Electric arc furnaces (EAF) have played an increasingly important role in global steel production in recent years. EAF steel production was only about 405 million tonnes in 2015 but it was increased by 28% to 517 million tonnes in 2019, according to the World Steel Association (Worldsteel).1
The longer-term future of EAF also appears bright, thanks to the sustainability advantages it holds over blast furnace production, particularly if low-carbon forms of electricity continue to become more widely available. An increase in the availability of scrap steel, which worldsteel expects to hit 1 billion tonnes by 2030,2 will play another key role in supporting growth in EAF production. The recycling of steel is an easy win for the circular economy, with important results in terms of reducing the carbon footprint and the need for newly-mined raw materials.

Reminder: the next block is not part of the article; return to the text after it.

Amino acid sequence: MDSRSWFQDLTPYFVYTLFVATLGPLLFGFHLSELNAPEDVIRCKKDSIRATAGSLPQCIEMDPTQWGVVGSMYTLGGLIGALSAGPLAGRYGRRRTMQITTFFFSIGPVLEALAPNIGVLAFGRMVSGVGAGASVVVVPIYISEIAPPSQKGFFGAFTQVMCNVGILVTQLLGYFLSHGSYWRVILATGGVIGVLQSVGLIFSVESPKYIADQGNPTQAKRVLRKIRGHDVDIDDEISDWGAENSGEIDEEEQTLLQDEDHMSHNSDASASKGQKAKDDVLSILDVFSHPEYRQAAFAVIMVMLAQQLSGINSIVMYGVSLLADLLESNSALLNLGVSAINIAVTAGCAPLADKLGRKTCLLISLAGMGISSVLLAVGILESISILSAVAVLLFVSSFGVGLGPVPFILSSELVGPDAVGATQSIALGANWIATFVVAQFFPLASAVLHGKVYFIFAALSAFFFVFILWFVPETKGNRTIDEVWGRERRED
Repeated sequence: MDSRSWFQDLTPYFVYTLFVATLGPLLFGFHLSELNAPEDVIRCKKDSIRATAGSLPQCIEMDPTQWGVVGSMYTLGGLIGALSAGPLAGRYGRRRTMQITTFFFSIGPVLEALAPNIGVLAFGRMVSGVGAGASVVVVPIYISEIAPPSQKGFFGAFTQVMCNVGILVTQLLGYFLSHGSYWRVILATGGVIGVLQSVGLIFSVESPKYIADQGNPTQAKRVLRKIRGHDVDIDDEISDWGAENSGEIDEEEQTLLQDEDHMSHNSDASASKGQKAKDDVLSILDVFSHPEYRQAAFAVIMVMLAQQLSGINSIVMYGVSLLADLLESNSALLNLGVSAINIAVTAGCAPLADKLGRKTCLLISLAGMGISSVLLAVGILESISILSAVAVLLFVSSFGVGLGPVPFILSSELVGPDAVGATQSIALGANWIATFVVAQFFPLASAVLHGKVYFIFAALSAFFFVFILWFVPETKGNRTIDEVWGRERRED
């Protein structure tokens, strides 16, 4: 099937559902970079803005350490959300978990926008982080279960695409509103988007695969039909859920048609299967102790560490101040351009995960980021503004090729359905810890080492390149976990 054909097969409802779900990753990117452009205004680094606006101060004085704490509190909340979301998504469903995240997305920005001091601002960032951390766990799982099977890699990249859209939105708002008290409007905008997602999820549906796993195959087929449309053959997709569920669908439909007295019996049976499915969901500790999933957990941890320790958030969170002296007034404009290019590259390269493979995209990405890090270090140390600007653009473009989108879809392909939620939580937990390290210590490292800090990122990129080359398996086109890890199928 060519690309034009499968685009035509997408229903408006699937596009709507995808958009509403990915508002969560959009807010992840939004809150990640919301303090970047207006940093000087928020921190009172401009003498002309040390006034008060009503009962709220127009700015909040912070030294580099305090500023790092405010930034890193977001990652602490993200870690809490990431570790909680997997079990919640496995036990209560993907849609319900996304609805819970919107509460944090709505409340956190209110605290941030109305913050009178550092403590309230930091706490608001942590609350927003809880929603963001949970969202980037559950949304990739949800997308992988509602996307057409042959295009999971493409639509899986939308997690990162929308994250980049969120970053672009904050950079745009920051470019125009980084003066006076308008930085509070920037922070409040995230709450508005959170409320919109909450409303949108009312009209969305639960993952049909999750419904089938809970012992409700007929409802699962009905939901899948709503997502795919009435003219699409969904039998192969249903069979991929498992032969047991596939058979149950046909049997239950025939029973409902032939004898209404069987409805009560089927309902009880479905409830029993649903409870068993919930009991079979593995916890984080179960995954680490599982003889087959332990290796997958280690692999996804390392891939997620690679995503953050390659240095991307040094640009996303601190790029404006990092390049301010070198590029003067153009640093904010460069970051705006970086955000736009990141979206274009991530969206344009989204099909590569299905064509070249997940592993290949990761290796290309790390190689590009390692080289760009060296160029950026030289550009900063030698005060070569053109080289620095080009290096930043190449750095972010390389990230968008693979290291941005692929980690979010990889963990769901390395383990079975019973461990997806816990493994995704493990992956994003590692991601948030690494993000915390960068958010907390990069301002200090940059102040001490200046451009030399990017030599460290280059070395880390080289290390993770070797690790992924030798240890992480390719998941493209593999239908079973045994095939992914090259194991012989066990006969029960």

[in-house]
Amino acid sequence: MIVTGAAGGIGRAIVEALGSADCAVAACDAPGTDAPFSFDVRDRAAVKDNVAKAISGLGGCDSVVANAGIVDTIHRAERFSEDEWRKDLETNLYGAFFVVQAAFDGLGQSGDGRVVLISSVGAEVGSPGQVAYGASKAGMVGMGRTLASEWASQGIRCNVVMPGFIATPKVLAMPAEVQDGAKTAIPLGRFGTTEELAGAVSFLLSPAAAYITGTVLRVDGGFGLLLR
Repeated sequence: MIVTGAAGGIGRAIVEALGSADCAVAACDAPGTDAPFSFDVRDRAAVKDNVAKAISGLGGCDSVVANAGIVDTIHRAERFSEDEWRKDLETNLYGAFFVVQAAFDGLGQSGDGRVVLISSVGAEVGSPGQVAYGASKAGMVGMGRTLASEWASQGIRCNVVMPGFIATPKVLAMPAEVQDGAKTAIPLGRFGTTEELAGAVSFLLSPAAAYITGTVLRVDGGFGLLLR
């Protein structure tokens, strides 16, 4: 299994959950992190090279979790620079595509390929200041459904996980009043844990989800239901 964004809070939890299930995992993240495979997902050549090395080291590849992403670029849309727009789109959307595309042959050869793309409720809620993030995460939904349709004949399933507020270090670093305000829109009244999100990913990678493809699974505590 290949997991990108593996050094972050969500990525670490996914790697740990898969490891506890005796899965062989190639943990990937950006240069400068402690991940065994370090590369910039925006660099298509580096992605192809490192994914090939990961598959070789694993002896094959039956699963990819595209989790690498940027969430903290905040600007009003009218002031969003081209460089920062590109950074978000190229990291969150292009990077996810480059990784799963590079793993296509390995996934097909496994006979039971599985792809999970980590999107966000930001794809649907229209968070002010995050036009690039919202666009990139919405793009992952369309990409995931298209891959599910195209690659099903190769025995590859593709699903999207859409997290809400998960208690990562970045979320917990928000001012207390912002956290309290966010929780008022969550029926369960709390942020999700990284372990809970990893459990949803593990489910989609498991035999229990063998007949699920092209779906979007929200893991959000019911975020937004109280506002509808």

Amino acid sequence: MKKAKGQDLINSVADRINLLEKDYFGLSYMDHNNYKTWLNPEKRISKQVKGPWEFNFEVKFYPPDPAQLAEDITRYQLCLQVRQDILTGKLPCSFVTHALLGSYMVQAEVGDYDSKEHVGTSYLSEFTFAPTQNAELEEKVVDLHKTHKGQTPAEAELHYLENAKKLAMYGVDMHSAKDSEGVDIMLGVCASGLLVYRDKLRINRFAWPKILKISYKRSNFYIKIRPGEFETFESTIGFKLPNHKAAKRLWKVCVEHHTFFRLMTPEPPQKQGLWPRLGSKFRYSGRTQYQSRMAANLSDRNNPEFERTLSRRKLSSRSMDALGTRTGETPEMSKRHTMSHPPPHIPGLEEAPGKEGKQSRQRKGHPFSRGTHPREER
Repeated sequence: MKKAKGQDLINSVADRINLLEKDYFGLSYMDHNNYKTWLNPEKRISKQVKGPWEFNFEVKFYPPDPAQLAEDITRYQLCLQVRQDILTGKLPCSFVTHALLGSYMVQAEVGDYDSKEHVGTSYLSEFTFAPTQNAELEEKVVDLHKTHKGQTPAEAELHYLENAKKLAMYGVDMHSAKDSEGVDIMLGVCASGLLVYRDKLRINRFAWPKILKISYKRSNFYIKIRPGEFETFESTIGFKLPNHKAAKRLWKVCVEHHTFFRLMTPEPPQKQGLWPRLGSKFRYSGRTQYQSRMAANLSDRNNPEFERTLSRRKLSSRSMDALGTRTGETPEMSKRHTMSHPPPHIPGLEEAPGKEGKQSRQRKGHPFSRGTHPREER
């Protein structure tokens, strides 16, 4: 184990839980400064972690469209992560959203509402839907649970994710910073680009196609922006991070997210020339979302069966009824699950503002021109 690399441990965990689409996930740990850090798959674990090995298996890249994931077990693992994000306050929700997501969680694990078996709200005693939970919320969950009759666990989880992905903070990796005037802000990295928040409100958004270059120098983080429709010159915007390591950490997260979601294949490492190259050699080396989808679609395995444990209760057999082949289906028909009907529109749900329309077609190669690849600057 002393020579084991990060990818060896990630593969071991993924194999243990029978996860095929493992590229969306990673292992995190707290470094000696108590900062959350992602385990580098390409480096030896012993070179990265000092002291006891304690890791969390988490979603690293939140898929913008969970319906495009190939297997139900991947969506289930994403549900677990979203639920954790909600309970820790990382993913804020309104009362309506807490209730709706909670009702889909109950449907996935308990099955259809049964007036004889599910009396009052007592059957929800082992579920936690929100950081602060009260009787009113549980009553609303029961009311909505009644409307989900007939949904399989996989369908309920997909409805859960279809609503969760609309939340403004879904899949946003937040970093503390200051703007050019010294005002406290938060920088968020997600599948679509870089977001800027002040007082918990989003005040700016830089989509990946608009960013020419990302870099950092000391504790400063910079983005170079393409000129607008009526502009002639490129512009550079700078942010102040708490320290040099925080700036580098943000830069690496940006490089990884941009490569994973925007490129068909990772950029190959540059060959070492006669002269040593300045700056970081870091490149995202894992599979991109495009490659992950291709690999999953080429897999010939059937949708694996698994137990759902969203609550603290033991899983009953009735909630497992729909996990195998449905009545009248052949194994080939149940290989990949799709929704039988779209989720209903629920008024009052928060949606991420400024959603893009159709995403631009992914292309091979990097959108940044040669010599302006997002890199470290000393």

With the disruption caused by COVID-19, however, the figures for this year look more challenging. For the steel industry as a whole, Worldsteel anticipates a 6.4% reduction in demand, followed by a 3.8% fall next year.3 We will have to wait and see how this effects EAF production levels but market conditions seem set to be much more challenging, at least in the short term, adding to the existing competitive and environmental pressures under which the industry was already operating.
With market conditions looking tougher after Covid-19, it is those steelmakers that are best able to embrace the advantages offered by new technology – through innovative cost cutting and a steady focus on performance – that will be best placed to ride the storm through to calmer seas.
Stirring the melt in an EAF has long been known to bring a range of benefits: from increased productivity to lower costs and enhanced control of process conditions downstream of the furnace, as well as a reduced carbon footprint. In uncertain times, these benefits could prove vital in enabling a steelmaker to survive and thrive. And at the forefront of stirring technology is electromagnetic stirring (EMS).